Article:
Class I locations*
Flammable gases, vapors or liquids
Locations in which flammable gases or vapors are or may be present in the air in quantities sufficient to produce explosive or ignitable mixtures. (“Gases” refers to materials that are in a gaseous state under normal atmospheric conditions. Examples of this would be hydrogen or methane. “Vapors” refers to the gases over a material that is a liquid under normal atmospheric conditions but emits gases within the flammable range under these atmospheric conditions.)
Locations are those where the volatile flammable gases or vapors exists under normal conditions, or where volatile flammable gases or vapors may exist frequently because of repair or maintenance operations or leakage, or where breakdown or faulty operation of electrical equipment or processes might release ignitable concentrations of flammable gases or vapors, and might also cause simultaneous failure of electrical equipment in such a way as to directly cause the electrical equipment to become the source of ignition. An example of this might be an area where a flammable liquid is stored under cryogenic conditions, and a leak directly into the electrical equipment could cause a failure of the electrical equipment at the same time the vapors of the evaporating liquid are within the flammable range.)
Locations are those locations where ignitable concentrations of flammable gases or vapors are not likely to exist under normal conditions, or in locations that are adjacent to Class I, Division 1 locations where there are no barriers or partition to separate the Division 1 space from a non-hazardous location or where ventilation failure extend the area where flammables exist under normal conditions.
The gases and vapors of Class I locations are broken into four groups (NEC 500-503), by the codes A, B, C & D. These divisions are because different materials have different explosion and ignition characteristics. The grouping permits equipment to be tested based on the type of flammable material in which it is intended to be used. It also permits area classification to be based on the type of material anticipated in that location. The grouping is based on two major factors: the explosion pressure generated during an explosion; and the maximum gap between ground flat mating metal surfaces that will prevent propagation of an explosion through the gap to a flammable atmosphere of the same flammable material and concentration. This chart shows common gases in Class I and how they differ by ignition temperature and explosive pressure:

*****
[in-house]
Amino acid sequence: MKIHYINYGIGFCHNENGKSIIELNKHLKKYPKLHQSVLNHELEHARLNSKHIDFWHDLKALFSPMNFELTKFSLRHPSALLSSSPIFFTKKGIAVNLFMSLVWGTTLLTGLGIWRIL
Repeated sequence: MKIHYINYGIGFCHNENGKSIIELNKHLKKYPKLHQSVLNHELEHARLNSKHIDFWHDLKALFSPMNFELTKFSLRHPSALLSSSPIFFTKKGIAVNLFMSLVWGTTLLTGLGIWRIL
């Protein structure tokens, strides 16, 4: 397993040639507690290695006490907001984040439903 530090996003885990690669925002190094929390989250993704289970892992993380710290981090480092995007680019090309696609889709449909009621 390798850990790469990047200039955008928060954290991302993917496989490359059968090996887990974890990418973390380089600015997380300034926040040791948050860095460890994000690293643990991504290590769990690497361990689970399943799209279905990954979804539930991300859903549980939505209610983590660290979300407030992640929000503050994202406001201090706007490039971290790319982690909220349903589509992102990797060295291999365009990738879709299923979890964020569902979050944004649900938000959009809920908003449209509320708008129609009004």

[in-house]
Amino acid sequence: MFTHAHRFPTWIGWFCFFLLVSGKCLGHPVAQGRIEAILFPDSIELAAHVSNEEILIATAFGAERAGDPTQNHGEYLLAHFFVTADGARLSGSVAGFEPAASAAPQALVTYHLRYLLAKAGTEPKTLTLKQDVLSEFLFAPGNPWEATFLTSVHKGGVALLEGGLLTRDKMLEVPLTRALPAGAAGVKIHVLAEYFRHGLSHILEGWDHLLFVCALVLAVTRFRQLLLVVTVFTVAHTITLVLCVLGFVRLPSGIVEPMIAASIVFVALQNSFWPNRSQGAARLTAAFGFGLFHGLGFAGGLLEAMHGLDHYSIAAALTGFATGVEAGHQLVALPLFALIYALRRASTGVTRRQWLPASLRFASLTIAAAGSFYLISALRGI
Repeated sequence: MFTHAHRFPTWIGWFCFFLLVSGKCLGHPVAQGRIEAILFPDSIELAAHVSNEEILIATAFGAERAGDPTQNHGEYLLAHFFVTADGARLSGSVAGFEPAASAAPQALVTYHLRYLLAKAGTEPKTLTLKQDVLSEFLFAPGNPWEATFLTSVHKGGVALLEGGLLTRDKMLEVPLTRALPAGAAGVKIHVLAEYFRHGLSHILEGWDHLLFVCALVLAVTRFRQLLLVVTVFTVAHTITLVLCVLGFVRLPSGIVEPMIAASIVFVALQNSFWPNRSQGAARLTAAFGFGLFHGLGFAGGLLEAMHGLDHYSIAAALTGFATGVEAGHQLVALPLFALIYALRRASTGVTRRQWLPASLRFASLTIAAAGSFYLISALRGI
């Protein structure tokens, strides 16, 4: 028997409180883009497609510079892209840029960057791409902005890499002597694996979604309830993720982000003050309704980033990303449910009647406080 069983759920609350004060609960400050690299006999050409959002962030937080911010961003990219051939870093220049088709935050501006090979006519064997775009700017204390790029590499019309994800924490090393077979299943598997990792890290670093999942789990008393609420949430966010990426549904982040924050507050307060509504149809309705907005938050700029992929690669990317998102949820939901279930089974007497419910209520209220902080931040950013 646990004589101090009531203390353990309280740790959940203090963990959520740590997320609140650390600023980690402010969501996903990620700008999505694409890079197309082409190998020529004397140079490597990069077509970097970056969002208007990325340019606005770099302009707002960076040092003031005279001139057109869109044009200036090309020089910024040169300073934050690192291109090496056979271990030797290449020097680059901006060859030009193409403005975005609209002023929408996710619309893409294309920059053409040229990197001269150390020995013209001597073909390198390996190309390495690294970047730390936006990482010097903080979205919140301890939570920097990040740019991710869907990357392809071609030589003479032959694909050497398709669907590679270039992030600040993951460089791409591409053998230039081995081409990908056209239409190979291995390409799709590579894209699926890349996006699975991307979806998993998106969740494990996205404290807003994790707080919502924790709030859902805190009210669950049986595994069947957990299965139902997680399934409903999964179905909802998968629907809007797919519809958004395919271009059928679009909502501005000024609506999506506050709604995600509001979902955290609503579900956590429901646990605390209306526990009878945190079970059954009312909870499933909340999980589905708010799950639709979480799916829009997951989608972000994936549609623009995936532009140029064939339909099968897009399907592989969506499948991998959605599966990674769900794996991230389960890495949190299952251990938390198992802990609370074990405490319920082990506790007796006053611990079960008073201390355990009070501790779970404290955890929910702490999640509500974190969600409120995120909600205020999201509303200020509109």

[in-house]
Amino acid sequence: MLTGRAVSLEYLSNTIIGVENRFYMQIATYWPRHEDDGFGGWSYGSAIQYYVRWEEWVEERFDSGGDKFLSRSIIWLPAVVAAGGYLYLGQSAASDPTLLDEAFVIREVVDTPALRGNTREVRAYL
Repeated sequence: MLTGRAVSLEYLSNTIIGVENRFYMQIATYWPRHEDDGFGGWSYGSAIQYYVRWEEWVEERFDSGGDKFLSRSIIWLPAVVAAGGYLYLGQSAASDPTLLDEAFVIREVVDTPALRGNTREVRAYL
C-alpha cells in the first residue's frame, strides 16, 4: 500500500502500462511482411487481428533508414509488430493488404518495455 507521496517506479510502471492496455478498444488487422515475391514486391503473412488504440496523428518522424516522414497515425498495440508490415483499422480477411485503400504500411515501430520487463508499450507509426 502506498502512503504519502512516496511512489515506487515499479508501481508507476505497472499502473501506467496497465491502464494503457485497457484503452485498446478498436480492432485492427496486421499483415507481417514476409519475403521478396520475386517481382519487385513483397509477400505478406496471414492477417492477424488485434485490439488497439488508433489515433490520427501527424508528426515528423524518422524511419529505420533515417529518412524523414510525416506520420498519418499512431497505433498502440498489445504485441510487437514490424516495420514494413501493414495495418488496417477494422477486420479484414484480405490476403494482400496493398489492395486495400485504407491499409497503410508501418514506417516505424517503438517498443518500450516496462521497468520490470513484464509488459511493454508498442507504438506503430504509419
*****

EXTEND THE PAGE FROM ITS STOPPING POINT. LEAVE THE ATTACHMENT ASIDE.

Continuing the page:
|NFPA||C Ignition||F Ignition||Hydrostatic||Zone|
|Class I||Group||Temperature||Temperature||Pressure *||Gas Groups|
* Typical tested hydrostatic pressure required for electrical fittings such as unions, elbows, seals, etc.
Ambient temperature is the surrounding temperature of the environment in which a piece of equipment is installed, whether it is indoors or outdoors. A heat producing product is considered acceptable for the location, provided the minimum ignition temperature of the hazardous material present and the ambient temperature of the location do not exceed the limits set by the manufacturer. If the ambient temperature is higher than the maximum stated on the nameplate, it might still be acceptable to use the product under certain conditions, providing the minimum ignition temperature of the hazardous material has not been exceeded. In all cases, consult the factory for assistance.
The rated operating temperature for hazardous (classified) products is determined by conducting laboratory tests in an ambient temperature of 40 ° C. Products certified by the various agencies consider products certified to their standards to be suitable for different temperature ranges. The range for CSA ( Canada) is -50 ° C to +40 C to +40 ° C; the range for UL ( United States) is -25 ° C to +40 ° C; the range for IEC and CENELEC (International) is -20 ° C to +40 ° C.
Temperature Codes (T-Codes)
The ignition temperature or auto-ignition temperature (AIT) is the minimum temperature required to initiate or cause self-sustained combustion in a substance without any apparent source of ignition. The lowest published ignition temperature should be the one used to determine the acceptability of equipment. This is of particular concern when selecting heat producing equipment such as lighting fixtures or motors which could generate sufficient heat to ignite the surrounding atmosphere.
Class I and Class II areas use T-Codes or are subject to maximum temperature limitations as shown in the following chart. North America and the IEC are consistent in their temperature or T-Codes. However, unlike the IEC, North America includes incremental values as shown. Equipment tested must have nameplates and marked showing class, group and operating temperature based on operation in a 40 ° C ambient (see NEC 500-3 for exceptions). Non-heat producing equipment does not have this requirement.
|North America Temp. Codes|
(NEC-500) & CSA
|IE / CENELEC / US|
(NEC 505) T-CODES
|° C||° F|
NEC ARTICLE 505 TO INCLUDE ZONES